Sunday 23 November 2014

Mark Lawrenson: Liverpool owners will want to wash their hands of Luis Suarez

Published 26/06/2014 | 19:39

File photo dated 19/06/2014 of Uruguay's Luis Suarez. PRESS ASSOCIATION Photo. Issue date: Thursday June 26, 2014. Uruguay striker Luis Suarez has been suspended for nine international matches and banned from all football activity for four months for biting Italy defender Giorgio Chiellini, FIFA has announced. See PA story SOCCER Suarez. Photo credit should read: Nick Potts/PA Wire
Uruguay's Luis Suarez

Former Liverpool and Republic of Ireland star Mark Lawrenson believes Liverpool owners Fenway Sports Group will have no option but to sell Luis Suarez after his latest bite controversy.

FIFA punished Suarez with a nine-match suspension and a ban from playing for any team for four months after biting Italy defender Giorgio Chiellini during Tuesday's World Cup match.

It is the third time Suarez has been punished for biting opponents, having been banned for seven matches while playing for Ajax in 2010 and 10 matches when at Liverpool last year.

"He is now a persistent offender and I thought actually the ban would have been much harsher," the former defender told BBC Sport.

"What does Liverpool owner John Henry do now? I would think he wants to wash his hands of Luis Suarez.

"Henry will try and get the best possible deal for Liverpool. Somebody will buy him. It is football when all is considered."

Former Brazil striker Ronaldo was fully in support of FIFA's actions.

"Football has to be seen as it is. It's educational, social. We have to use football for the good of mankind, not for evil things," he told reporters in Brazil.

Uruguay have announced that they plan to appeal the ban imposed on Suarez describing it as "excessive".

The 27-year-old is due to travel from Brazil to neighbouring Uruguay with his family later today, TV station Subrayado reported.

Former England and Liverpool midfielder John Barnes was not surprised by the severity of the sanctions.

"It is a punishment I expected. I didn't know if it could impact on his club situation but it does," he told BBC Radio 5 Live.

"There are systems in place to deal with these issues and it is difficult setting precedents in these situations.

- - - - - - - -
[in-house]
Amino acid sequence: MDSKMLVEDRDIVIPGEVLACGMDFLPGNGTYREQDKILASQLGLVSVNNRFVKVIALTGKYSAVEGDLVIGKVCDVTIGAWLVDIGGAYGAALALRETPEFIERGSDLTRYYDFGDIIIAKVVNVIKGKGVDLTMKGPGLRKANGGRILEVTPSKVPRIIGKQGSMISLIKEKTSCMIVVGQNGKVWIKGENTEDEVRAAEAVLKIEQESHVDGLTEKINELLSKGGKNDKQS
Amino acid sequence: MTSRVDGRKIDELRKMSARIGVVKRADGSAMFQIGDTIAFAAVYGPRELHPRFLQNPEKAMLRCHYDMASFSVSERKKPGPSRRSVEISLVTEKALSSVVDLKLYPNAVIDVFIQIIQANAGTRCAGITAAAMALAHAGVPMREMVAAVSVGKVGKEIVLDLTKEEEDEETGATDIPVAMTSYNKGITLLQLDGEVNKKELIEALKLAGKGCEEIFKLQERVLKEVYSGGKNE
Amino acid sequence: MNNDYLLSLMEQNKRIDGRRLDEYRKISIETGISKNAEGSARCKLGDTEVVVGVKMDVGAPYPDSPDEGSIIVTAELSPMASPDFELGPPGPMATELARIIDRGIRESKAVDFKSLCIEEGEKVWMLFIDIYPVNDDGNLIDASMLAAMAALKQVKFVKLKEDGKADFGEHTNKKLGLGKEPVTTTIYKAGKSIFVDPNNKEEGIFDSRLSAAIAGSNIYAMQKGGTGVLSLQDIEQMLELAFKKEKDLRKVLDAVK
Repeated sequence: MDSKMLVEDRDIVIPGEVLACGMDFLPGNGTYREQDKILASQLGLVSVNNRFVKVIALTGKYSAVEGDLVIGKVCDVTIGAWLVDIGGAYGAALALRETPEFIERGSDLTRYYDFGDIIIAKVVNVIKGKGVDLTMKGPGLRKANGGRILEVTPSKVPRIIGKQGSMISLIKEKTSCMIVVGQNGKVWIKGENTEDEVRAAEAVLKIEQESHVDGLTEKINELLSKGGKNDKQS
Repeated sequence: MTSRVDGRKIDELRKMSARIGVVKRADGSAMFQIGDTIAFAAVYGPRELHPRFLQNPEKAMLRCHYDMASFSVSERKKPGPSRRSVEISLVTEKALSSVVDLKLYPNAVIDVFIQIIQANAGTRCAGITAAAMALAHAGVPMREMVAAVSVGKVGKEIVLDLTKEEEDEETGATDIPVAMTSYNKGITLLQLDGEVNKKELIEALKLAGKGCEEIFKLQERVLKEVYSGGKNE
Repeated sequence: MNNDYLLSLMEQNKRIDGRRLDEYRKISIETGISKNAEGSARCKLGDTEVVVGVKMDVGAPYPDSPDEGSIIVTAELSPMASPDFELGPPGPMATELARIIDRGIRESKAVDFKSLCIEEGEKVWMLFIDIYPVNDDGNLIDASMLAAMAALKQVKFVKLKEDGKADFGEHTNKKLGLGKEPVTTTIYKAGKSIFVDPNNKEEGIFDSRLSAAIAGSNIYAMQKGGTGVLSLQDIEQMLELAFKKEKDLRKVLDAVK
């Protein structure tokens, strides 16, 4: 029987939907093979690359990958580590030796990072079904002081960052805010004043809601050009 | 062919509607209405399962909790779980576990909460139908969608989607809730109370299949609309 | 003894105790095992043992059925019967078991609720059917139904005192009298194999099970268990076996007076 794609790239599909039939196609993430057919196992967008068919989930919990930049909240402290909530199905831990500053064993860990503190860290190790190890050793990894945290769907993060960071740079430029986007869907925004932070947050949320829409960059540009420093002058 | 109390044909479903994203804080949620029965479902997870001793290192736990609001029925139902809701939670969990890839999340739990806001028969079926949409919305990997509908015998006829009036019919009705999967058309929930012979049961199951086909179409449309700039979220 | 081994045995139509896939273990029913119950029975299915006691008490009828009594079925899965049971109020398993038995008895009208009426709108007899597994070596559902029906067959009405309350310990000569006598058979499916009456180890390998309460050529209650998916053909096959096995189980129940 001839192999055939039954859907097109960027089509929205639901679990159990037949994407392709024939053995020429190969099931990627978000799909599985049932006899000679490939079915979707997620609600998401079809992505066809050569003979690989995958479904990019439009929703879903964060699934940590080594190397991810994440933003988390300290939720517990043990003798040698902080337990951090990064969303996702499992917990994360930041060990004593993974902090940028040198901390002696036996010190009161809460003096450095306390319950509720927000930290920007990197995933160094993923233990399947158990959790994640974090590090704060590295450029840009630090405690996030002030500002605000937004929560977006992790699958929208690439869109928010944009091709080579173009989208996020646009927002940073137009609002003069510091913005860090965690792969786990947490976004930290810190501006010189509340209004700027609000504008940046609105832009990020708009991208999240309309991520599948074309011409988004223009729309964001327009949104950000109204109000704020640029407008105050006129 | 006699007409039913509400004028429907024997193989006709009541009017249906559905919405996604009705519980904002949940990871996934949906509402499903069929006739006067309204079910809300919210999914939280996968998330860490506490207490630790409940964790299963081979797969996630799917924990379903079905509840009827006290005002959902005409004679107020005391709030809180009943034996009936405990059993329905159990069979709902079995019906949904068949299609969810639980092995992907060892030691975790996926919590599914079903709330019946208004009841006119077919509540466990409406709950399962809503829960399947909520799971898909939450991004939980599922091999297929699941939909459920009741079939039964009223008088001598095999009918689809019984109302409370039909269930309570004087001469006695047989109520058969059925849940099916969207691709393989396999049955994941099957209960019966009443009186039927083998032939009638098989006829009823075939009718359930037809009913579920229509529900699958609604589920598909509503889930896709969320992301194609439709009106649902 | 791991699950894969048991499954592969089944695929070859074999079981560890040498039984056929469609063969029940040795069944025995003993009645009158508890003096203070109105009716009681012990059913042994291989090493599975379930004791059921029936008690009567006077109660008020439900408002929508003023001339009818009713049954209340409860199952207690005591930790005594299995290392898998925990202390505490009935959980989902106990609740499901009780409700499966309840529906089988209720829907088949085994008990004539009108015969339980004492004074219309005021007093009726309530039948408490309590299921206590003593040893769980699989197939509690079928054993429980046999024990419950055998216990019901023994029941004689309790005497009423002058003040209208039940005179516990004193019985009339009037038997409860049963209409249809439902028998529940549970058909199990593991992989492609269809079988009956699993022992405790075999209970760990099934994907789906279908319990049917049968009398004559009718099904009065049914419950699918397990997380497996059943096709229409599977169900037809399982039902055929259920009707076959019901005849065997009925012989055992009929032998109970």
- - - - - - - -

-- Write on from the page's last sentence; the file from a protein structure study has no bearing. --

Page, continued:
"From FIFA's perspective, nine games is a long time in international football.

"His World Cup is over and it could be another 18 months before he plays for Uruguay again. It has been dealt with. Will he do it again?

"We don't know - but all FIFA can do is enforce the rules of the articles they specify.

"Will Liverpool say they want to sell him or wait until the ban is over, only they can answer that question."

Liverpool will spend the next few days digesting the implications of Luis Suarez's four-month ban from all football activities before deciding on their next course of action.

In a short statement chief executive Ian Ayre said: "Liverpool Football Club will wait until we have seen and had time to review the FIFA Disciplinary Committee report before making any further comment."

The club are reluctant to comment at greater length until they have pieced together all the parts of the case and subsequent judgement on Suarez.

They have received no documentation from FIFA or the Uruguay Football Association and are as yet unaware of what was said in Suarez's defence.

Press Association Sport understands the club are taking specialist advice - which includes legal counsel - over what they see as an unprecedented incident.

They want to ensure their response is thorough, responsible and calm, and it is likely to be early next week before officials are in a position to comment further.

However, it seems unlikely at this stage that there will be any move to offload Suarez.

Uruguay captain Diego Lugano tweeted: "Indignation, impotence, I think that is what we all feel. We would all like a more just world, but this world simply does not exist.

"Those who decide will decide, while those that are strong will be strong. They don't judge us all by the same rules.

"A hug to Luis, who will rise again as he always has done, and especially to his family, as families always suffer the most in these times. Keep feeling proud of him, he deserves it.

"We will not stop at all. We'll keep going with humility, union, commitment, in recognition of our errors and with our heads always held high."

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